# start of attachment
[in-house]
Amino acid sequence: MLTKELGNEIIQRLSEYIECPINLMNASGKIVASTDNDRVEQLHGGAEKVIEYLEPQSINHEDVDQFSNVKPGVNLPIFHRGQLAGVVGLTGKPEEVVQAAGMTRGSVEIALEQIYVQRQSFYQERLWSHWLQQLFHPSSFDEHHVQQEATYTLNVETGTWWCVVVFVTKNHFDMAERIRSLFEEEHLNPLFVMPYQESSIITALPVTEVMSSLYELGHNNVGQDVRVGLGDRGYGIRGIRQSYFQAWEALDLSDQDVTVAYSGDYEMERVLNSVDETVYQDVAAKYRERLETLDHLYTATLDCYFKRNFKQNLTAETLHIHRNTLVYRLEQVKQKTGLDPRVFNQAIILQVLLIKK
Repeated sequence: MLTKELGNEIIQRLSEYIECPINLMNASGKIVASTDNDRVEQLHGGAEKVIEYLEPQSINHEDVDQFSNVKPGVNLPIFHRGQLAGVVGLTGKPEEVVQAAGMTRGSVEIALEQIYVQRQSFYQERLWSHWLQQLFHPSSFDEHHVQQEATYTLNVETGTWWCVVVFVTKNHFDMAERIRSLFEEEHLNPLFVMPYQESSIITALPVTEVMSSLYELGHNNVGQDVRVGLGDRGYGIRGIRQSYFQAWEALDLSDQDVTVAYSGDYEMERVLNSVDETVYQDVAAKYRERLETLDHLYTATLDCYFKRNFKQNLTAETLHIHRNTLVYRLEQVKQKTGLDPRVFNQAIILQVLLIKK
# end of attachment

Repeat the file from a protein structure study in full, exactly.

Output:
[in-house]
Amino acid sequence: MLTKELGNEIIQRLSEYIECPINLMNASGKIVASTDNDRVEQLHGGAEKVIEYLEPQSINHEDVDQFSNVKPGVNLPIFHRGQLAGVVGLTGKPEEVVQAAGMTRGSVEIALEQIYVQRQSFYQERLWSHWLQQLFHPSSFDEHHVQQEATYTLNVETGTWWCVVVFVTKNHFDMAERIRSLFEEEHLNPLFVMPYQESSIITALPVTEVMSSLYELGHNNVGQDVRVGLGDRGYGIRGIRQSYFQAWEALDLSDQDVTVAYSGDYEMERVLNSVDETVYQDVAAKYRERLETLDHLYTATLDCYFKRNFKQNLTAETLHIHRNTLVYRLEQVKQKTGLDPRVFNQAIILQVLLIKK
Repeated sequence: MLTKELGNEIIQRLSEYIECPINLMNASGKIVASTDNDRVEQLHGGAEKVIEYLEPQSINHEDVDQFSNVKPGVNLPIFHRGQLAGVVGLTGKPEEVVQAAGMTRGSVEIALEQIYVQRQSFYQERLWSHWLQQLFHPSSFDEHHVQQEATYTLNVETGTWWCVVVFVTKNHFDMAERIRSLFEEEHLNPLFVMPYQESSIITALPVTEVMSSLYELGHNNVGQDVRVGLGDRGYGIRGIRQSYFQAWEALDLSDQDVTVAYSGDYEMERVLNSVDETVYQDVAAKYRERLETLDHLYTATLDCYFKRNFKQNLTAETLHIHRNTLVYRLEQVKQKTGLDPRVFNQAIILQVLLIKK